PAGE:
Canadian study into bottled water and the results of poor regulation relative to the strict controls on tap water.
Bottled water contains more bacteria than tapwater, with some brands found to harbour levels 100 times above permitted limits, according to new research. article from the Telegraph
A team of scientists found that 70 per cent of popular bottled water brands available in shops had high levels of bacteria.
The researchers from Ccrest Laboratories in Canada found that tap water had less bacteria than bottled water. She said: "Heterotrophic bacteria counts in some of the bottles were found to be in revolting figures of one hundred times more than the permitted limit."
Dr Azam said tighter controls needed to be put on bottled water manufacturers.
"Bottled water is not expected to be free from microorganisms but the [level] observed in this study is surprisingly very high," she said.
Dr Azam said there was no need to drink bottled water if tap water was of a good quality.
"Unsurprisingly, the consumer assumes that since bottled water carries a price tag, it is purer and safer than most tap water," she added.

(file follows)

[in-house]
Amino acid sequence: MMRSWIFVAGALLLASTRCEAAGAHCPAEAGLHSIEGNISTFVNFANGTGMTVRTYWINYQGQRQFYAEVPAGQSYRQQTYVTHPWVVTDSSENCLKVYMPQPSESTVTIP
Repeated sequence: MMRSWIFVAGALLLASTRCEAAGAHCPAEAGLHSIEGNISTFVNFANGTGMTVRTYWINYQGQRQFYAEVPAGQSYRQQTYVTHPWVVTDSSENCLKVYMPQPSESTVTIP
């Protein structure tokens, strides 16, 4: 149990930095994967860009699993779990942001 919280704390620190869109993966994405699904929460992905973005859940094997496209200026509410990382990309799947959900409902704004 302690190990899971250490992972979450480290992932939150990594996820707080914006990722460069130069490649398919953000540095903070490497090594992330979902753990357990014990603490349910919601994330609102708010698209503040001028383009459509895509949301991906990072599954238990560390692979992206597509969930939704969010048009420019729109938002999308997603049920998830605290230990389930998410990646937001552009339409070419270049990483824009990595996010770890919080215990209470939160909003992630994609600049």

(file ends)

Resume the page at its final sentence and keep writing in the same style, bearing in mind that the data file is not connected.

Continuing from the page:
Dr Azam said that the bacteria in bottled water is unlikely to cause disease.
"But the high levels of bacteria in bottled water could pose a risk for vulnerable populations such as pregnant women, infants, immunocompromised patients and the elderly," she said.
Nutritionist Dr Chris Fenn said there was no need to drink bottled water in the UK because tap water was so good.
"We're lucky in this country to have good quality tap water, there are problems with the amount of bacteria found in bottled water," she said.
"And there is a huge environmental cost to all the plastic used to make the bottles which then sit in the heat."
Dr Fenn said people should drink tap water as much as possible.
"But if you are thirsty, you might be out and not near a tap so it's worth buying bottled water," she said.
"Two litres a day is the general figure but it is quite variable between people.
"Some people could be the same age and the same weight and do the same amount of exercise but still need different amounts of water to be hydrated.
"One person might drink one litre and be fine while the other person needs three litres."